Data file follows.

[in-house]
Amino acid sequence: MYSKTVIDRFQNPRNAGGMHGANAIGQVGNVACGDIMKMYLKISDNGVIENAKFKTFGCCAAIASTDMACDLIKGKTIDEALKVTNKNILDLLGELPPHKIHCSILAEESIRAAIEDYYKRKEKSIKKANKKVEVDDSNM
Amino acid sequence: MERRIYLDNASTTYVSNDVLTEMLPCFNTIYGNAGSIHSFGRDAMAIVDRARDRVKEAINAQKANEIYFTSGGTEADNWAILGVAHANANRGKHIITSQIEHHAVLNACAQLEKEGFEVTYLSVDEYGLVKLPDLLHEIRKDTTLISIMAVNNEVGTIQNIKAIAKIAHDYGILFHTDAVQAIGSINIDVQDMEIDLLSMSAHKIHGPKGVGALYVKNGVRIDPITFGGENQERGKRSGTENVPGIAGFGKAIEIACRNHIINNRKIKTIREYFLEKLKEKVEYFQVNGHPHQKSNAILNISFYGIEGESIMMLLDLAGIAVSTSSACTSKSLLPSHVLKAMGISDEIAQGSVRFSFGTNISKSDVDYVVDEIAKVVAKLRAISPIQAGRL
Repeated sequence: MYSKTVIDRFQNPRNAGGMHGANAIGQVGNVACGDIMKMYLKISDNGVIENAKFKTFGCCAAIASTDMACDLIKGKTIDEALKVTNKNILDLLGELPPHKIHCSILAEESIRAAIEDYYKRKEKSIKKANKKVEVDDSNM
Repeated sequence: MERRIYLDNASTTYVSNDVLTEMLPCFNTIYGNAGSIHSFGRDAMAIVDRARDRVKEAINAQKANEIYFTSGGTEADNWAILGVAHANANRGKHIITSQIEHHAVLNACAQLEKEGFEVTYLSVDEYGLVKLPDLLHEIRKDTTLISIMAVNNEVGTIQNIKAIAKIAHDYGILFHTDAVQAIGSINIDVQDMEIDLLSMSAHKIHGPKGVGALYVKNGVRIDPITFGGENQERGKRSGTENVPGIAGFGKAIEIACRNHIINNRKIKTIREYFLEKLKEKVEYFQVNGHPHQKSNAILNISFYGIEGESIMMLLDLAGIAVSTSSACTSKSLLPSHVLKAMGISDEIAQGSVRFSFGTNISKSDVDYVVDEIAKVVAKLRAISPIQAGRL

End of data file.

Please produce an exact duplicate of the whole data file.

[in-house]
Amino acid sequence: MYSKTVIDRFQNPRNAGGMHGANAIGQVGNVACGDIMKMYLKISDNGVIENAKFKTFGCCAAIASTDMACDLIKGKTIDEALKVTNKNILDLLGELPPHKIHCSILAEESIRAAIEDYYKRKEKSIKKANKKVEVDDSNM
Amino acid sequence: MERRIYLDNASTTYVSNDVLTEMLPCFNTIYGNAGSIHSFGRDAMAIVDRARDRVKEAINAQKANEIYFTSGGTEADNWAILGVAHANANRGKHIITSQIEHHAVLNACAQLEKEGFEVTYLSVDEYGLVKLPDLLHEIRKDTTLISIMAVNNEVGTIQNIKAIAKIAHDYGILFHTDAVQAIGSINIDVQDMEIDLLSMSAHKIHGPKGVGALYVKNGVRIDPITFGGENQERGKRSGTENVPGIAGFGKAIEIACRNHIINNRKIKTIREYFLEKLKEKVEYFQVNGHPHQKSNAILNISFYGIEGESIMMLLDLAGIAVSTSSACTSKSLLPSHVLKAMGISDEIAQGSVRFSFGTNISKSDVDYVVDEIAKVVAKLRAISPIQAGRL
Repeated sequence: MYSKTVIDRFQNPRNAGGMHGANAIGQVGNVACGDIMKMYLKISDNGVIENAKFKTFGCCAAIASTDMACDLIKGKTIDEALKVTNKNILDLLGELPPHKIHCSILAEESIRAAIEDYYKRKEKSIKKANKKVEVDDSNM
Repeated sequence: MERRIYLDNASTTYVSNDVLTEMLPCFNTIYGNAGSIHSFGRDAMAIVDRARDRVKEAINAQKANEIYFTSGGTEADNWAILGVAHANANRGKHIITSQIEHHAVLNACAQLEKEGFEVTYLSVDEYGLVKLPDLLHEIRKDTTLISIMAVNNEVGTIQNIKAIAKIAHDYGILFHTDAVQAIGSINIDVQDMEIDLLSMSAHKIHGPKGVGALYVKNGVRIDPITFGGENQERGKRSGTENVPGIAGFGKAIEIACRNHIINNRKIKTIREYFLEKLKEKVEYFQVNGHPHQKSNAILNISFYGIEGESIMMLLDLAGIAVSTSSACTSKSLLPSHVLKAMGISDEIAQGSVRFSFGTNISKSDVDYVVDEIAKVVAKLRAISPIQAGRL